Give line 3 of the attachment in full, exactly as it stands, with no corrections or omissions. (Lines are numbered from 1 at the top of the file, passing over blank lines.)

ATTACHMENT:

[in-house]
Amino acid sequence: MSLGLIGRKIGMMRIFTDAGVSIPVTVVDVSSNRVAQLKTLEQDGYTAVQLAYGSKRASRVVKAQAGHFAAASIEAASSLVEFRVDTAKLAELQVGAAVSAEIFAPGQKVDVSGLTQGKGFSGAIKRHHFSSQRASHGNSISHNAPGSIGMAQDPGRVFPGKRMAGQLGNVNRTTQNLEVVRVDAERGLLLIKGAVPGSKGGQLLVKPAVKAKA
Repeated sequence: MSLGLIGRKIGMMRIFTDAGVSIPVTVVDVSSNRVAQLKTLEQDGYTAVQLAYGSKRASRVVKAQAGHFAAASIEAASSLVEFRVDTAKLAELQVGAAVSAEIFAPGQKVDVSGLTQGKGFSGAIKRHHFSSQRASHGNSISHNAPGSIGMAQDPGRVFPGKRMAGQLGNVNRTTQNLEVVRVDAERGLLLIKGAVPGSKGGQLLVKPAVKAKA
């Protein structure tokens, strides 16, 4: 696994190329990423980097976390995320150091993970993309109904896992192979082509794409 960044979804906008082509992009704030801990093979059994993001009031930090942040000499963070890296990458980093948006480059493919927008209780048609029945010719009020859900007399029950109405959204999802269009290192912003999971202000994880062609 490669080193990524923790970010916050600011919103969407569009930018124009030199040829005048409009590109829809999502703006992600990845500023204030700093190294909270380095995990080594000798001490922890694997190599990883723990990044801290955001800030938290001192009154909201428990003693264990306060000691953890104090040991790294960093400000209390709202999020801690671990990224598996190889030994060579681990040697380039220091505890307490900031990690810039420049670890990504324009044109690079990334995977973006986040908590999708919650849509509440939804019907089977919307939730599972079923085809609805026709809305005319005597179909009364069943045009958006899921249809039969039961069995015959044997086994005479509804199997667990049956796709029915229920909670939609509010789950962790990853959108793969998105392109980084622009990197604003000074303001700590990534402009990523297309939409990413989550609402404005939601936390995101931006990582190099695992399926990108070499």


Repeated sequence: MSLGLIGRKIGMMRIFTDAGVSIPVTVVDVSSNRVAQLKTLEQDGYTAVQLAYGSKRASRVVKAQAGHFAAASIEAASSLVEFRVDTAKLAELQVGAAVSAEIFAPGQKVDVSGLTQGKGFSGAIKRHHFSSQRASHGNSISHNAPGSIGMAQDPGRVFPGKRMAGQLGNVNRTTQNLEVVRVDAERGLLLIKGAVPGSKGGQLLVKPAVKAKA